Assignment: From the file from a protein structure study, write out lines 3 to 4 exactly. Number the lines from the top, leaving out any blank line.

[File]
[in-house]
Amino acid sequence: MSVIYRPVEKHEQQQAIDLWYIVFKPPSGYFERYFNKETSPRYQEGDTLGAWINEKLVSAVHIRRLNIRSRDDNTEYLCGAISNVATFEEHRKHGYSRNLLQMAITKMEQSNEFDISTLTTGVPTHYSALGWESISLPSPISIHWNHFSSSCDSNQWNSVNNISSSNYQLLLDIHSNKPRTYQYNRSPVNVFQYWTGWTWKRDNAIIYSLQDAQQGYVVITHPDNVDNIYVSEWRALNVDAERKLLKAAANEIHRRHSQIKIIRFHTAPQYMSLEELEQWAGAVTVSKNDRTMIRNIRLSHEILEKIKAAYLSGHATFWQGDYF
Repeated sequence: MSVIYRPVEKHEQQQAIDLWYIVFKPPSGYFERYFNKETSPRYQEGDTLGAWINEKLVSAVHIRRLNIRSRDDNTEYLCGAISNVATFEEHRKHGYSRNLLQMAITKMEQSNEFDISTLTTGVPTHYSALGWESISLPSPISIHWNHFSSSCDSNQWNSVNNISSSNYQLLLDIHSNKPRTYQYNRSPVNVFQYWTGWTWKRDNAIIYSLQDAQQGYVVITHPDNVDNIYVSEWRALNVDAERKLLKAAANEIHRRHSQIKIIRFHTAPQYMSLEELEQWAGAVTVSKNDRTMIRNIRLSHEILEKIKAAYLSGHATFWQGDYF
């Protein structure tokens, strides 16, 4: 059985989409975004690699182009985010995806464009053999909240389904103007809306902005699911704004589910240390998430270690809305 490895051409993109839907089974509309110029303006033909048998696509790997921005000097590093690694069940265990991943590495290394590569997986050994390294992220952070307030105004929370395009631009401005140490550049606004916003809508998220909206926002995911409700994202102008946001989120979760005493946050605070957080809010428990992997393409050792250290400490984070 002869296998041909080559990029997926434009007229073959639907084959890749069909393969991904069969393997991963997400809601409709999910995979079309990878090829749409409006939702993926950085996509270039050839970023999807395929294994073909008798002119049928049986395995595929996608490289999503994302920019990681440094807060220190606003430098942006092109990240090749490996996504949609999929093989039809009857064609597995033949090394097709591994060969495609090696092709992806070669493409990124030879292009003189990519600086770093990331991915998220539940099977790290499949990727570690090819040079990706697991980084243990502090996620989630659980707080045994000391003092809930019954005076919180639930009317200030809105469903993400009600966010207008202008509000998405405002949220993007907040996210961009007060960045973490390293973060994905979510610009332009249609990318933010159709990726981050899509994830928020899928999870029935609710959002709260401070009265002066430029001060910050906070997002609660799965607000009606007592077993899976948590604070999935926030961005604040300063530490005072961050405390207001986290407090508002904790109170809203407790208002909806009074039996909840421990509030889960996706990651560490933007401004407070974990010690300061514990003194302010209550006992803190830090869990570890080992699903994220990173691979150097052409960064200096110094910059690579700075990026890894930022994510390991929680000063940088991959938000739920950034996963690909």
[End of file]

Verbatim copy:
Repeated sequence: MSVIYRPVEKHEQQQAIDLWYIVFKPPSGYFERYFNKETSPRYQEGDTLGAWINEKLVSAVHIRRLNIRSRDDNTEYLCGAISNVATFEEHRKHGYSRNLLQMAITKMEQSNEFDISTLTTGVPTHYSALGWESISLPSPISIHWNHFSSSCDSNQWNSVNNISSSNYQLLLDIHSNKPRTYQYNRSPVNVFQYWTGWTWKRDNAIIYSLQDAQQGYVVITHPDNVDNIYVSEWRALNVDAERKLLKAAANEIHRRHSQIKIIRFHTAPQYMSLEELEQWAGAVTVSKNDRTMIRNIRLSHEILEKIKAAYLSGHATFWQGDYF
């Protein structure tokens, strides 16, 4: 059985989409975004690699182009985010995806464009053999909240389904103007809306902005699911704004589910240390998430270690809305 490895051409993109839907089974509309110029303006033909048998696509790997921005000097590093690694069940265990991943590495290394590569997986050994390294992220952070307030105004929370395009631009401005140490550049606004916003809508998220909206926002995911409700994202102008946001989120979760005493946050605070957080809010428990992997393409050792250290400490984070 002869296998041909080559990029997926434009007229073959639907084959890749069909393969991904069969393997991963997400809601409709999910995979079309990878090829749409409006939702993926950085996509270039050839970023999807395929294994073909008798002119049928049986395995595929996608490289999503994302920019990681440094807060220190606003430098942006092109990240090749490996996504949609999929093989039809009857064609597995033949090394097709591994060969495609090696092709992806070669493409990124030879292009003189990519600086770093990331991915998220539940099977790290499949990727570690090819040079990706697991980084243990502090996620989630659980707080045994000391003092809930019954005076919180639930009317200030809105469903993400009600966010207008202008509000998405405002949220993007907040996210961009007060960045973490390293973060994905979510610009332009249609990318933010159709990726981050899509994830928020899928999870029935609710959002709260401070009265002066430029001060910050906070997002609660799965607000009606007592077993899976948590604070999935926030961005604040300063530490005072961050405390207001986290407090508002904790109170809203407790208002909806009074039996909840421990509030889960996706990651560490933007401004407070974990010690300061514990003194302010209550006992803190830090869990570890080992699903994220990173691979150097052409960064200096110094910059690579700075990026890894930022994510390991929680000063940088991959938000739920950034996963690909």